“It is the mission of the Federal Bureau of Prisons to protect society by confining offenders in the controlled environments of prisons and community-based facilities that are safe, humane, cost-efficient, and appropriately secure, and that provide work and other self-improvement opportunities to assist offenders in becoming law-abiding citizens.”

While I truly question the “safe” and “humane” aspects, how about this:

“It is the mission of the Federal Bureau of Prisons to protect society by assisting people in becoming law-abiding citizens by providing training, treatment, educational opportunities and work in a controlled and supportive environment.”    

Think of the analogy that a person legally released to the community without proper treatment and training is every bit of danger to the community than the person who escapes. The agency prides itself over impressive escape statistics but mitigates the revolving door of recidivism and the façade of treatment.

Third, and most importantly, is the equal emphasis on correctional treatment and where financial resources are allocated. The concept of unit management has been bastardized and must be delivered as originally designed to include proper staffing and a return to manageable caseload quotas. Meaningful treatment relationships foster safe institutions and communities. The origins of the “unit team” concept involved an in-person, collaborative team meeting which  included a correctional officer, counselor, case manager and even a clinician. The agency culture has allowed this concept to evolve into a one-on-one exercise, lasting less than a few minutes despite what the agency alleges and policy mandates. When people are given the proper respect, attention and opportunity for change, it is far easier to accept and follow the guidance of the treatment team rather than being asked to “sign the paper and don’t let the door hit you in ass” by a perceived adversary. The agency growth in the “get tough on crime era” has tainted the unit management concept while our prisons became only warehouses.  The alleged First Step Act alleged reforms have become the next example of theatre within this culture.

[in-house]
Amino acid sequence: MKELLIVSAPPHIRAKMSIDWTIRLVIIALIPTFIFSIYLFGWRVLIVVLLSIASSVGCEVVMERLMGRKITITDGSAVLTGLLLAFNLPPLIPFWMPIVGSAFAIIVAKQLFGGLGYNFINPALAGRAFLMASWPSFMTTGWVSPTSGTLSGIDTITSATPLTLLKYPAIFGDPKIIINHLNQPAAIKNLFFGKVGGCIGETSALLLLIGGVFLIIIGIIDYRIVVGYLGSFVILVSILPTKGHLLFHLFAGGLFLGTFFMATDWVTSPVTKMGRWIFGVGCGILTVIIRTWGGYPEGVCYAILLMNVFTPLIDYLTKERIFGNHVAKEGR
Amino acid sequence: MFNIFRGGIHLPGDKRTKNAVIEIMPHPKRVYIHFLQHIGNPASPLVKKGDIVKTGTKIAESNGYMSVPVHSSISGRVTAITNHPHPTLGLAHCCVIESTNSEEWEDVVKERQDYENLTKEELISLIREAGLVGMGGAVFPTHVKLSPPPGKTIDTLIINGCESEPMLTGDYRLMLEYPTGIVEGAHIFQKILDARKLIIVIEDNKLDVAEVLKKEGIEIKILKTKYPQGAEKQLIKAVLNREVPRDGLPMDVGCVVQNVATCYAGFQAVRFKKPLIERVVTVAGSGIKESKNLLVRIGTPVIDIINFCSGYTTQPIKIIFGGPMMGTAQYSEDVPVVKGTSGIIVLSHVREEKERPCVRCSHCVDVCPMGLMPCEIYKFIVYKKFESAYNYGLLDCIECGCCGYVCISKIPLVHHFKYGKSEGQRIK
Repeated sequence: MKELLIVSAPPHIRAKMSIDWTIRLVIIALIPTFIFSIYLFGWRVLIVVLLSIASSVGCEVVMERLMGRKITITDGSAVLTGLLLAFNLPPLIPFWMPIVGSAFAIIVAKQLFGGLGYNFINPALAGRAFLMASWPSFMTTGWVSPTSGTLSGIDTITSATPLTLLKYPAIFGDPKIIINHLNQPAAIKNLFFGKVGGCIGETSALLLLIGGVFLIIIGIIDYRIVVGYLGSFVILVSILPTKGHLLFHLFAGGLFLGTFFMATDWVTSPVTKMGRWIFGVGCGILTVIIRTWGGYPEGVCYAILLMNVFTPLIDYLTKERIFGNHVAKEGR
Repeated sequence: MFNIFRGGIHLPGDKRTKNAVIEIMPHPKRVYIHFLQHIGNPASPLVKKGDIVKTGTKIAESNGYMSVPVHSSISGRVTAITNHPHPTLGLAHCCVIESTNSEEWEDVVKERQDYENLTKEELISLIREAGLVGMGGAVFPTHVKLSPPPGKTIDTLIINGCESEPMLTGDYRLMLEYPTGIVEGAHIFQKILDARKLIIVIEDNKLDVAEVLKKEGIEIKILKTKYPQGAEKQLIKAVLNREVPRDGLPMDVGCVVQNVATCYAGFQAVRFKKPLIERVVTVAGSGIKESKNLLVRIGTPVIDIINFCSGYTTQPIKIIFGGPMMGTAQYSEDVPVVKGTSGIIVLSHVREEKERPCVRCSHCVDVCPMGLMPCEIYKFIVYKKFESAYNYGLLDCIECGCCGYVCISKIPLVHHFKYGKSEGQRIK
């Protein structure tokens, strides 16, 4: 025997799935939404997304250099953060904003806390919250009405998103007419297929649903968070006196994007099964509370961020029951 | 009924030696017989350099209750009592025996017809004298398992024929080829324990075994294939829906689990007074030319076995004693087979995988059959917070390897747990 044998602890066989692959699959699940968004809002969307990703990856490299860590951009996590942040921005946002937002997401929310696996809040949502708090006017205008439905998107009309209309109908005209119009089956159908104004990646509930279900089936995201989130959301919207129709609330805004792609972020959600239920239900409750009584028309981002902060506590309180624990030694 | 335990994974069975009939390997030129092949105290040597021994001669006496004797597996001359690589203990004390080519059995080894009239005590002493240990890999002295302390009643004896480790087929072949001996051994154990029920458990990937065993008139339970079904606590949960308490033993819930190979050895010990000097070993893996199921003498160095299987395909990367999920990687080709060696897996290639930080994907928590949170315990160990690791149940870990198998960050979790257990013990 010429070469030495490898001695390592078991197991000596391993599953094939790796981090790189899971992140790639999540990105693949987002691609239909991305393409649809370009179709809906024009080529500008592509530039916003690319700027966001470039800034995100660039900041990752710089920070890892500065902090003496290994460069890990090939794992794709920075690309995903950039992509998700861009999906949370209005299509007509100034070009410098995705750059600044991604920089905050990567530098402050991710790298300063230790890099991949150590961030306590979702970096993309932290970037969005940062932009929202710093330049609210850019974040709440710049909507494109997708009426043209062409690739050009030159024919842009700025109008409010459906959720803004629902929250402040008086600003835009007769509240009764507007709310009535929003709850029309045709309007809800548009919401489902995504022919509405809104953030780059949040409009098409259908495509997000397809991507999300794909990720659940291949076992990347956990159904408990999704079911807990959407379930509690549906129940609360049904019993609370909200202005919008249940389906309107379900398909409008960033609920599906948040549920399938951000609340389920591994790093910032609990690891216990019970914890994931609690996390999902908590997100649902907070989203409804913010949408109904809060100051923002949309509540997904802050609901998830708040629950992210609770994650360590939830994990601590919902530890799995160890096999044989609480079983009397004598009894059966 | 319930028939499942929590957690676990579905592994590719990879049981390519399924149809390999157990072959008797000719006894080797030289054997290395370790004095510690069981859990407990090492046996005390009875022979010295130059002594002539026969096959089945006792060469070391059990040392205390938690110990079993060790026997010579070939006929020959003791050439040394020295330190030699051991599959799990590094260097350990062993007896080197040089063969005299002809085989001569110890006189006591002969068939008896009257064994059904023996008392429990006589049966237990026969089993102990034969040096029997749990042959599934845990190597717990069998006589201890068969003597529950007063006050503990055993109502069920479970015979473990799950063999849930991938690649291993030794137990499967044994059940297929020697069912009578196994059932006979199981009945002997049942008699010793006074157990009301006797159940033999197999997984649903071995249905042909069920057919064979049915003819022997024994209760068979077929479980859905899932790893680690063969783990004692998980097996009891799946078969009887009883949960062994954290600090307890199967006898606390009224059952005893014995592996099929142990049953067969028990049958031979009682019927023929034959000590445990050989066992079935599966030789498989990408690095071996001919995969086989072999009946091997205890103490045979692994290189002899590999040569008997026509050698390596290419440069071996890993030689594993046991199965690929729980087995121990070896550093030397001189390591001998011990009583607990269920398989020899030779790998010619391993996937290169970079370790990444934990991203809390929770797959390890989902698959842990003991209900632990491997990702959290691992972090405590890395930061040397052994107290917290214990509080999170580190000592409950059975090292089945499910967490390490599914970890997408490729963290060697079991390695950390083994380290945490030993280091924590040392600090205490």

Lastly, an Ombudsman type program must be developed by legislation to conduct the facility audits, train congressional staffers in BOP policy and process, but most importantly, be a neutral entity to investigative the complaints of staff, the incarcerated and their families. The onion is starting to be peeled back on the agency to expose the dysfunction and such as entity can hasten this process.

These three facets under the guidance  of an outsider with leadership skills and a supportive management team can bring about the needed change rather quickly. Let us take a play out of General Inch’s playbook and close the six regional office bureaucracies. These six kingdoms  along with the ten central office divisions need less chiefs and more foot soldiers.  The bloated and fragmented upper-level bureaucracy is wasting taxpayer money and fosters inconsistency regarding policy implementation and disrespect from the rank and file that run the agency. A reallocation of financial resources can be used to hire more correctional officers and treatment staff. Maybe just then, the people occupying the executive positions created over the years would have a full day’s work but better yet, there just might be an immediate flow of upper- level staff to their “daddy’” private corporations holding a landing spot in the private prison industry.

As always, my two cents and humble opinion!